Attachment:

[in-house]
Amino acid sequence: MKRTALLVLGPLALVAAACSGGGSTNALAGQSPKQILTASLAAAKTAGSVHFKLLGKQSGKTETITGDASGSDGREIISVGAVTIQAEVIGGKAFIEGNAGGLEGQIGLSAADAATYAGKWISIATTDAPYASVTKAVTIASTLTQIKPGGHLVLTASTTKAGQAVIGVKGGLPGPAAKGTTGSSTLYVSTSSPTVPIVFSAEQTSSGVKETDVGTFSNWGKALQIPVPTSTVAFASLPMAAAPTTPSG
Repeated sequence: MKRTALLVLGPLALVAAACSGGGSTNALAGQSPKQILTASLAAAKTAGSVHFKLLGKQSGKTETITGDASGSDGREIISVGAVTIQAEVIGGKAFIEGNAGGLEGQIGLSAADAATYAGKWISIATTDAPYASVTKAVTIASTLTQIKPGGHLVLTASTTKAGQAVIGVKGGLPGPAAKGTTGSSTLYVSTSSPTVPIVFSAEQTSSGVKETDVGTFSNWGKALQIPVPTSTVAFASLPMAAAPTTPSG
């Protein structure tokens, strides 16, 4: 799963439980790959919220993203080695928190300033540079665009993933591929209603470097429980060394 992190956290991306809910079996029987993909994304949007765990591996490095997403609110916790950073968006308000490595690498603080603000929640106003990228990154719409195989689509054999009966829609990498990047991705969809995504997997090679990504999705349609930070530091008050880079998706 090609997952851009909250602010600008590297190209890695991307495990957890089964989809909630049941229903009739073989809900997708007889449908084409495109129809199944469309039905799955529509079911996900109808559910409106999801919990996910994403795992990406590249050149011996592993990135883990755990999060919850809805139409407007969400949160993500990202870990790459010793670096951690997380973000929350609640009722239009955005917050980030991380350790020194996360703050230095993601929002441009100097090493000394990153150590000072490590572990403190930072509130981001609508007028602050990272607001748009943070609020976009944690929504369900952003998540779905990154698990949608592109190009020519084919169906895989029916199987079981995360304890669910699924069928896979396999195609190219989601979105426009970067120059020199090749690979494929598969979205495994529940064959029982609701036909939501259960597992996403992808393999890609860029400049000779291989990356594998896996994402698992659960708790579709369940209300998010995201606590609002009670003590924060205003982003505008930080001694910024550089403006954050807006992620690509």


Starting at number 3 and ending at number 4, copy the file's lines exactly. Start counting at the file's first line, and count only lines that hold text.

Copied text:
Repeated sequence: MKRTALLVLGPLALVAAACSGGGSTNALAGQSPKQILTASLAAAKTAGSVHFKLLGKQSGKTETITGDASGSDGREIISVGAVTIQAEVIGGKAFIEGNAGGLEGQIGLSAADAATYAGKWISIATTDAPYASVTKAVTIASTLTQIKPGGHLVLTASTTKAGQAVIGVKGGLPGPAAKGTTGSSTLYVSTSSPTVPIVFSAEQTSSGVKETDVGTFSNWGKALQIPVPTSTVAFASLPMAAAPTTPSG
């Protein structure tokens, strides 16, 4: 799963439980790959919220993203080695928190300033540079665009993933591929209603470097429980060394 992190956290991306809910079996029987993909994304949007765990591996490095997403609110916790950073968006308000490595690498603080603000929640106003990228990154719409195989689509054999009966829609990498990047991705969809995504997997090679990504999705349609930070530091008050880079998706 090609997952851009909250602010600008590297190209890695991307495990957890089964989809909630049941229903009739073989809900997708007889449908084409495109129809199944469309039905799955529509079911996900109808559910409106999801919990996910994403795992990406590249050149011996592993990135883990755990999060919850809805139409407007969400949160993500990202870990790459010793670096951690997380973000929350609640009722239009955005917050980030991380350790020194996360703050230095993601929002441009100097090493000394990153150590000072490590572990403190930072509130981001609508007028602050990272607001748009943070609020976009944690929504369900952003998540779905990154698990949608592109190009020519084919169906895989029916199987079981995360304890669910699924069928896979396999195609190219989601979105426009970067120059020199090749690979494929598969979205495994529940064959029982609701036909939501259960597992996403992808393999890609860029400049000779291989990356594998896996994402698992659960708790579709369940209300998010995201606590609002009670003590924060205003982003505008930080001694910024550089403006954050807006992620690509």